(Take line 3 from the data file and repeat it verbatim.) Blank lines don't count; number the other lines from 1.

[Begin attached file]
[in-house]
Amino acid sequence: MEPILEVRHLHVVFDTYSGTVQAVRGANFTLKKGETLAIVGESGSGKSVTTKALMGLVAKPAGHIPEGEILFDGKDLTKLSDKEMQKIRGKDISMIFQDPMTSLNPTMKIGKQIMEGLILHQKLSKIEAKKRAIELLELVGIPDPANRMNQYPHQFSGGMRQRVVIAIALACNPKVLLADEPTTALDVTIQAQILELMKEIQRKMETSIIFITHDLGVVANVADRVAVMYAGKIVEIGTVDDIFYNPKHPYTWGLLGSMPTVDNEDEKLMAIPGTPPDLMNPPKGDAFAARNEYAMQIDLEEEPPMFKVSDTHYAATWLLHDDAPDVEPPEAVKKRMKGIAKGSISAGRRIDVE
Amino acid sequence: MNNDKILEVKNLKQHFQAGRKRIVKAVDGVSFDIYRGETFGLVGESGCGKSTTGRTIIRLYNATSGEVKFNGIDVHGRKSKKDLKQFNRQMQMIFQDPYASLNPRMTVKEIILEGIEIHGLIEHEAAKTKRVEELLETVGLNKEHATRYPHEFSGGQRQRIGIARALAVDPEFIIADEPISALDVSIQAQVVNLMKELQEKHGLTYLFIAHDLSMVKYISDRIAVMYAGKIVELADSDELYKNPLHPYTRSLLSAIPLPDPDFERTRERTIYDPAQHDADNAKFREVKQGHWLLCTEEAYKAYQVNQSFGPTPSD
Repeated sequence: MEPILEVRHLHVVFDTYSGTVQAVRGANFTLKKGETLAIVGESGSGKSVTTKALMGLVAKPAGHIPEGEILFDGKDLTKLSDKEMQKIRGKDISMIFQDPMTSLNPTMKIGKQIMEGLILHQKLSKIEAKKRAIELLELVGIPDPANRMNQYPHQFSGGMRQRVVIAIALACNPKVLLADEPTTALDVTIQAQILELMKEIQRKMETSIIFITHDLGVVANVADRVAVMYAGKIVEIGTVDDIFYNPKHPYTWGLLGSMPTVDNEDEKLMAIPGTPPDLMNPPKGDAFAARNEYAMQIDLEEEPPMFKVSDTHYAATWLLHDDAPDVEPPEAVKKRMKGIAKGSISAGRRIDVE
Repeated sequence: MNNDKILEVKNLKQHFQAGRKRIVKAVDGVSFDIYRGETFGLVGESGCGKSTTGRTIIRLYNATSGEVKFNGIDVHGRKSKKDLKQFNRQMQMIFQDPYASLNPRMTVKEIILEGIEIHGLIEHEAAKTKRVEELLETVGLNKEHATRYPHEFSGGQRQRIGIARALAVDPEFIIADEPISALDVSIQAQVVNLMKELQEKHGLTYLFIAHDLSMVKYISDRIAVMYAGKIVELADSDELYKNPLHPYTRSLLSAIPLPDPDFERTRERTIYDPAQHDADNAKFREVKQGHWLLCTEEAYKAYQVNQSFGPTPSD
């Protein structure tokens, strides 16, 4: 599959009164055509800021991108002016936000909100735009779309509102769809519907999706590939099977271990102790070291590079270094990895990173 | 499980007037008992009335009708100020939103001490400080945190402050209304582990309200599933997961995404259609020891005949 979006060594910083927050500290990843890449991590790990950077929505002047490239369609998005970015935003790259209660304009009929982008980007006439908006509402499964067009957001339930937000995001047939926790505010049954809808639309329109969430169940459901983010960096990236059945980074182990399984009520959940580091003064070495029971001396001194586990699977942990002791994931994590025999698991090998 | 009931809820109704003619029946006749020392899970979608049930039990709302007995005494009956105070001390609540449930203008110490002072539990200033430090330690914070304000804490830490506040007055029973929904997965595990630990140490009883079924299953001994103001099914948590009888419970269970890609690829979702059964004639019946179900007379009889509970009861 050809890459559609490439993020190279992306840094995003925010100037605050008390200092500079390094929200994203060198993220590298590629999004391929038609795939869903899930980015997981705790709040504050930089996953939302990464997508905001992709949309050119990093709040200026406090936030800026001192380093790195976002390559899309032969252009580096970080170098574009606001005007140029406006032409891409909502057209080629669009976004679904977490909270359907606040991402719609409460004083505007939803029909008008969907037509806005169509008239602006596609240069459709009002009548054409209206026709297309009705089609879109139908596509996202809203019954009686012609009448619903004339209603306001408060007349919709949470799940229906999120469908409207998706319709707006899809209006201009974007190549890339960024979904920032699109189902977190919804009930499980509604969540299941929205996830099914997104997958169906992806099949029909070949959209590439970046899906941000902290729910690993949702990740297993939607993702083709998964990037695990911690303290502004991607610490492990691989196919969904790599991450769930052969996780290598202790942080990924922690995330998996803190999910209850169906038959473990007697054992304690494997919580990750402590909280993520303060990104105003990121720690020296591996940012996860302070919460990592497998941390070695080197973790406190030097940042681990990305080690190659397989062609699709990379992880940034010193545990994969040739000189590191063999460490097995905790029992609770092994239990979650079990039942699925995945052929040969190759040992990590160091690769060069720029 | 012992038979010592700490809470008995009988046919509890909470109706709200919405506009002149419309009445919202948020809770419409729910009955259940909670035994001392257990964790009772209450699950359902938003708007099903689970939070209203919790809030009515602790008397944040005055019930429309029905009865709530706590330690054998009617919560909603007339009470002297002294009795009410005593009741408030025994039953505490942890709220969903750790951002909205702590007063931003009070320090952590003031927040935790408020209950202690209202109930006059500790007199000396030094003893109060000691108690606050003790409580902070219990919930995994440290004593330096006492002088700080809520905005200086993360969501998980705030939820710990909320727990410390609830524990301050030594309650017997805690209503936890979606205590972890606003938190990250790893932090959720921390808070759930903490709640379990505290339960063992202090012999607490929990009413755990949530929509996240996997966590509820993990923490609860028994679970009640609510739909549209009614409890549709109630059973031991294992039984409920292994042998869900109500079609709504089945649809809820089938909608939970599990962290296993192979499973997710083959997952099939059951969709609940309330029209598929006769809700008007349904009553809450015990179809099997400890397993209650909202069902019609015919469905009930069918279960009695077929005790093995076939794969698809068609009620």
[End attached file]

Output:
Amino acid sequence: MNNDKILEVKNLKQHFQAGRKRIVKAVDGVSFDIYRGETFGLVGESGCGKSTTGRTIIRLYNATSGEVKFNGIDVHGRKSKKDLKQFNRQMQMIFQDPYASLNPRMTVKEIILEGIEIHGLIEHEAAKTKRVEELLETVGLNKEHATRYPHEFSGGQRQRIGIARALAVDPEFIIADEPISALDVSIQAQVVNLMKELQEKHGLTYLFIAHDLSMVKYISDRIAVMYAGKIVELADSDELYKNPLHPYTRSLLSAIPLPDPDFERTRERTIYDPAQHDADNAKFREVKQGHWLLCTEEAYKAYQVNQSFGPTPSD